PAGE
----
Even by Hafley’s own admission, he described what is probably the perfect safety, and those don’t exist and the ones that are close will come with a hefty contract. However, what Hafley’s explanation does go to show is the importance of this position within his defense.

That means taking a band-aid approach at the position, like the Packers did last offseason by bringing back Savage on his fifth-year option, along with signing veterans like Ford and Owens and Tarvarius Moore – who was released – won’t cut it.

That also could mean relying on the draft to provide the Packers with that impact player won’t cut it either. For one, no team wants to go into the draft saying they have to add to any position group—they want the flexibility to select based on how the board falls. On top of that, I wouldn’t classify this as a strong safety class, with no safeties ranking in the top 50 of Daniel Jeremiah’s initial big board, and any rookie is going to go through some level of growing pains.

So if the Packers are truly going to address the need and find that do-it-all safety, free agency provides them with the best opportunity to do so, especially in this year’s class. On PFF’s top 150 free agents list, 15 were safeties, one of the most at any position group. You can click here to read more about a few of those players.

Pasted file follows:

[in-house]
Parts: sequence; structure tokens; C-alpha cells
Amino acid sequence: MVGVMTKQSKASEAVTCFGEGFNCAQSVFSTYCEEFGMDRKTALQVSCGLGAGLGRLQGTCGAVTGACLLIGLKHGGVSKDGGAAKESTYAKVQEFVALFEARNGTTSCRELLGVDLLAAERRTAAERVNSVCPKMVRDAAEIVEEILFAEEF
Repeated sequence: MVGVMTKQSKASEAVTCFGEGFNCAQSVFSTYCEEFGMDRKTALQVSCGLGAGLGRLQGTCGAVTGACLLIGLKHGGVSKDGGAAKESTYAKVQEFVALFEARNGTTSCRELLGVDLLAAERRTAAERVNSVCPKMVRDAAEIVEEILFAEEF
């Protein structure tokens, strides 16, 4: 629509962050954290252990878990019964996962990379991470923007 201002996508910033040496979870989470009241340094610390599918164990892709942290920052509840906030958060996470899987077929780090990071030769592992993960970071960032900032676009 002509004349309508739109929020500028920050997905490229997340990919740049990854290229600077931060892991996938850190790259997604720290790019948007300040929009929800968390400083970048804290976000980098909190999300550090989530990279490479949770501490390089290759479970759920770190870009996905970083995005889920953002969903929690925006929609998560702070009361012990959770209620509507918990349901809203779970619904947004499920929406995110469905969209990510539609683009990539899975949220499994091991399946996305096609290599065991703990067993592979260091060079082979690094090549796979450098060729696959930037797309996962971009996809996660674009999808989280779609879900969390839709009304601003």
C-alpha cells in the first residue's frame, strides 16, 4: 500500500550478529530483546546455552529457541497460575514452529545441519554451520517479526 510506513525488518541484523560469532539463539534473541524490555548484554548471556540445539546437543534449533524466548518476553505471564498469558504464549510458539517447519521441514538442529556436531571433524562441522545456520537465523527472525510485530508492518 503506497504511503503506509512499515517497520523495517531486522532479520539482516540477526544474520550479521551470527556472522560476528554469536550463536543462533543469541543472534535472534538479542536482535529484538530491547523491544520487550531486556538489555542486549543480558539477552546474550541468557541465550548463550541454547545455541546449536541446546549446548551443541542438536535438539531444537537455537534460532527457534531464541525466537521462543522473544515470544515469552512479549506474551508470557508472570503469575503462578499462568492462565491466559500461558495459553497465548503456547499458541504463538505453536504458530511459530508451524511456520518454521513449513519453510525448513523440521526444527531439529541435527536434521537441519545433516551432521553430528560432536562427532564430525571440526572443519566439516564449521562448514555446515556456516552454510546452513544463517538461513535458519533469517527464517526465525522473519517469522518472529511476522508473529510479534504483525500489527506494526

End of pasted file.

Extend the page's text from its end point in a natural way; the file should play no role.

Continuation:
Over the Cap currently has the Packers at $2.85 million over the projected 2024 salary cap. Ken Ingalls, who independently tracks the Packers salary cap situation, estimates that $30 million in cap space will be needed to account for normal operating expenses, such as signing the draft class, constructing the practice squad, and having in-season reserves, among other things.

What that $30 million figure does not include are free agent additions. However, through restructures, roster cuts, and extensions, the Packers have the means create all the cap space they need, north of $70 million. But the give and take with all of this is that the cap space that is created for 2024 reduces the team’s cap flexibility in 2025 and beyond because of the cap charges pushed to future years. Eventually those costs have to hit the books.

“I think it just depends on the player,” said Gutekunst about free agency. “It depends on who that is and how he can impact our football team. I don’t think we’ll shy away from adding impact players if we have to push things down the road. We’d prefer not to do that, but at the same time, this is about winning and trying to win a championship, so if that’s something that makes sense, we’ll do it.”

The new league year begins on March 13th, as does the official free agency period, although the legal tampering period will occur over the two days prior.

For the Packers, there is still salary cap work to be done through those aforementioned restructures, cuts, and potential extensions. Other positions of need include running back, linebacker, cornerback, and offensive line depth.

However, when it comes to free agency, while I’m not expecting some sort of spending spree like we saw in 2019, my attention will be on the safeties as that does seem to be shaping up as a position group that Gutekunst is not only going to target but will try to make an impact addition at as well.

Story originally appeared on Packers Wire